How Often Should I Resubmit the PSLF Form?
Submit the form at least once per year. If you change employers, it’s a good idea to submit the form after you have made 1 or 2 payments while working for the new employer.
Use a copy of your most recent forms as a template when completing your new form. If your employer hasn’t changed, you can get the EIN, employment start date, and contact information from your old form.
Do I Still Need to Fill out the IDR Recertification Form?
The IDR recertification form serves a different purpose than the PSLF Form. You must submit the IDR recertification form to remain in a qualifying payment plan. The PSLF Form ensures you work for a qualifying employer, but has nothing to do with your payment plan.
The IDR recertification form provides your servicer with updated information about your income and family size. This information is used to adjust your monthly payment. If you forget to recertify on time you will be automatically enrolled in the 10-year Standard Plan. Payments in this plan are typically much higher than IDR payments.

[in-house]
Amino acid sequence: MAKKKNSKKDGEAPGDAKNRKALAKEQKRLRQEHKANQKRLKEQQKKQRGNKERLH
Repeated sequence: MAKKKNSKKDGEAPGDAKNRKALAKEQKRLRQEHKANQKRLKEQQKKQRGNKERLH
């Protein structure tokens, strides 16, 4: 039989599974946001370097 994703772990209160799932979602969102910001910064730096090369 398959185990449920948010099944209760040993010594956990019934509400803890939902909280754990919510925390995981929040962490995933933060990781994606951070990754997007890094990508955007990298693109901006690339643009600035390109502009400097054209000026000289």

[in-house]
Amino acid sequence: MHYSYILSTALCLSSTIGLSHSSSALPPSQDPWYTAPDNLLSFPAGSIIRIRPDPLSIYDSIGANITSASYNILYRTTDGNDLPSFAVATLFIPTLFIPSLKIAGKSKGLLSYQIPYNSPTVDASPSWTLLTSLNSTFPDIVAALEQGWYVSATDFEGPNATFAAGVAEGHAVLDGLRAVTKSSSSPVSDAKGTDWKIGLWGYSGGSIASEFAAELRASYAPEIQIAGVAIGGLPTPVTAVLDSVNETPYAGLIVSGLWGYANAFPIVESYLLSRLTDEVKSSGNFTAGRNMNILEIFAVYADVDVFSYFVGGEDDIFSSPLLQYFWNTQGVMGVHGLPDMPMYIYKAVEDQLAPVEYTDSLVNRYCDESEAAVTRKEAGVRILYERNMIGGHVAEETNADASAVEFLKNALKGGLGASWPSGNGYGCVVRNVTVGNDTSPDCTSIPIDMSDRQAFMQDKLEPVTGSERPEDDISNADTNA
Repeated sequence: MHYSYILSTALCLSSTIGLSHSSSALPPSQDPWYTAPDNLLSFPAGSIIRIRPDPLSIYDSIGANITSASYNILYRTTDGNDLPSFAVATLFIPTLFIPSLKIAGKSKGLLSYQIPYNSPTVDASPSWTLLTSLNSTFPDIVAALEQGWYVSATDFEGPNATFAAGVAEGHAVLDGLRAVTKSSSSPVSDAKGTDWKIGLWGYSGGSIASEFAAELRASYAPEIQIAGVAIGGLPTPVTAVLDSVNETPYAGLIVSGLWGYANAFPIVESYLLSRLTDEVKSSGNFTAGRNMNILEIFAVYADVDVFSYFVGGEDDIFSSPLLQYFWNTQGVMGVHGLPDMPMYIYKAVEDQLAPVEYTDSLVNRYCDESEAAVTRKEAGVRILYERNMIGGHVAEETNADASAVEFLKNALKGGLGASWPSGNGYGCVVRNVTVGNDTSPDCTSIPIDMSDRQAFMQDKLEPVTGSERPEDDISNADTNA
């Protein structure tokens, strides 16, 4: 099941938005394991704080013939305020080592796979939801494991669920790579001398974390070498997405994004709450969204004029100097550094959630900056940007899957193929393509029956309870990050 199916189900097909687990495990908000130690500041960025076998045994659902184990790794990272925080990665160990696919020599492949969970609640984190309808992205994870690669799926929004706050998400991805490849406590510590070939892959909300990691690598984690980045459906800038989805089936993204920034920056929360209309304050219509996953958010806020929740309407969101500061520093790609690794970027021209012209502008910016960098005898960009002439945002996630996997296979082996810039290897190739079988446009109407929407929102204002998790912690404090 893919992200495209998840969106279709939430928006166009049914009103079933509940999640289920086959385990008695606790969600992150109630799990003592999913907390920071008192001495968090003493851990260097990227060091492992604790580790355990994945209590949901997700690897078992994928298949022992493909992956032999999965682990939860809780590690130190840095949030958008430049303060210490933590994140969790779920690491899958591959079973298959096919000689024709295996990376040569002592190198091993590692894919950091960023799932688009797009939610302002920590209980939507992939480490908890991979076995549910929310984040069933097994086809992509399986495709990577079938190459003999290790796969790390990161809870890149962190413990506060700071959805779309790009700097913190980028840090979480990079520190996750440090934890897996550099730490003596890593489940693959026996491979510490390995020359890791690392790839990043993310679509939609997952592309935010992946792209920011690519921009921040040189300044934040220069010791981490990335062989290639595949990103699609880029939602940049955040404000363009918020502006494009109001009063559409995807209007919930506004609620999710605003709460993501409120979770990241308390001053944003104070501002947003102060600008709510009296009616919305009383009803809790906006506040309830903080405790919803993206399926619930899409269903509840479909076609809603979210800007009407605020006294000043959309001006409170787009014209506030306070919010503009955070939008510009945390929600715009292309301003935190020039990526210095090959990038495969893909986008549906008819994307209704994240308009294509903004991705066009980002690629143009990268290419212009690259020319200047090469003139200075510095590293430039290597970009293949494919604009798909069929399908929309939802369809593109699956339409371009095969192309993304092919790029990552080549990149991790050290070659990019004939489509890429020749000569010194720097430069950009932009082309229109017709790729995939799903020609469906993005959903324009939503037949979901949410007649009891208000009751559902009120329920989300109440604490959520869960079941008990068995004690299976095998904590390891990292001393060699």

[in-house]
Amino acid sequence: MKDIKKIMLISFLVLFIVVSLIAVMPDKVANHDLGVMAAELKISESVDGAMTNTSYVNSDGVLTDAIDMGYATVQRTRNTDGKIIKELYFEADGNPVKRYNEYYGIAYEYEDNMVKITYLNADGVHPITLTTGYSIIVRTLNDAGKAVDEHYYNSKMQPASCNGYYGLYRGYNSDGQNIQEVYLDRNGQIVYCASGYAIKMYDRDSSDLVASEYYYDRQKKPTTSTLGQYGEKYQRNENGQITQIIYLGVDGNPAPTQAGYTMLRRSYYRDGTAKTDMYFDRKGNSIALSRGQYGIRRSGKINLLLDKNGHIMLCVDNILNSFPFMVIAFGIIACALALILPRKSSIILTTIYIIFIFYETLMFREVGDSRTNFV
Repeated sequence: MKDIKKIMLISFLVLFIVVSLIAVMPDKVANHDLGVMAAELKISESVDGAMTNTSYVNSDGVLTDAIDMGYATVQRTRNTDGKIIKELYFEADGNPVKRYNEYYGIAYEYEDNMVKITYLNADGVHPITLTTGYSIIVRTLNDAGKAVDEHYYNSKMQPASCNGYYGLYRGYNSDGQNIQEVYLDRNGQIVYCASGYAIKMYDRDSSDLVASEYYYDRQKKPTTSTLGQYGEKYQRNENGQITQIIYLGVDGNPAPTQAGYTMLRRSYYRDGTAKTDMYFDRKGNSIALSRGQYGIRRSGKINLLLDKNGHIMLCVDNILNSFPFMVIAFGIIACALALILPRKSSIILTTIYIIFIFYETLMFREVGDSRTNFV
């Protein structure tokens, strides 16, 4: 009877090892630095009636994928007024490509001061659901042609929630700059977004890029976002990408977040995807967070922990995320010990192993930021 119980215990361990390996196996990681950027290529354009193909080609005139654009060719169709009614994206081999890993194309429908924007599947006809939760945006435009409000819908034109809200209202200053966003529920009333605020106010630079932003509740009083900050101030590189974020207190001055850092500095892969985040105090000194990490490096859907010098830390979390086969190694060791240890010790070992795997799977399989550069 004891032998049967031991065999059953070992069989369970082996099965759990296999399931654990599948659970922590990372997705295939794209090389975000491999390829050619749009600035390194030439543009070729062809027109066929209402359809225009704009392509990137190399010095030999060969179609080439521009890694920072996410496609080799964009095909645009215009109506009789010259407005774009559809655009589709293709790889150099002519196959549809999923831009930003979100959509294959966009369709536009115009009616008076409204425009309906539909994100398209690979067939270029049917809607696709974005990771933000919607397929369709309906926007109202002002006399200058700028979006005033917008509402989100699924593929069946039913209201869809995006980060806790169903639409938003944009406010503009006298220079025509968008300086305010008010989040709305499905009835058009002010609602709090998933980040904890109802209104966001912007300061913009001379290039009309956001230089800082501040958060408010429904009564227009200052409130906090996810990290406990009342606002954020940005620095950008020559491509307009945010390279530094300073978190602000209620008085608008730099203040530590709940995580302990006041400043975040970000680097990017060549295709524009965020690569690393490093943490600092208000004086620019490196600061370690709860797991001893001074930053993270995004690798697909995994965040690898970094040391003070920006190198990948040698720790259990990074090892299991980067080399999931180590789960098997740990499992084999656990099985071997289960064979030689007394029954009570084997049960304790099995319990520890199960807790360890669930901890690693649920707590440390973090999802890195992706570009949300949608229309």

How do I Know if PLSF Makes Sense for Me?
PSLF is best for doctors who:
- Already intend to work for a qualifying employer after residency. This includes those planning to work in academics, for the government, or directly for non-profit hospitals and clinics.
- Have a high debt-to-income ratio. Use your future attending income to evaluate this ratio. Typically, a ratio of 1:1 or higher makes PSLF worthwhile.
- Have long training periods. The key to PSLF is making as many qualifying payments as possible when you’re in training because payments are tied to your income. The more payments you make while in training, the less you pay overall.
It’s important to point out that there are potential disadvantages to PSLF, including:
- Limited employment opportunities. Finding a qualifying employer can be challenging, particularly for some fields and in some geographic areas.
- Inability to work part-time. To qualify for PSLF, you must work full-time or greater than 30 hours per week.
- Reduced earning potential. Jobs in the public sector often pay less than jobs that qualify for PSLF.
A student loan advisor can help determine if PSLF makes sense for you. A good advisor will help you understand the financial implications of private practice versus public service careers and calculate the cost of repayment under PSLF versus alternative repayment strategies.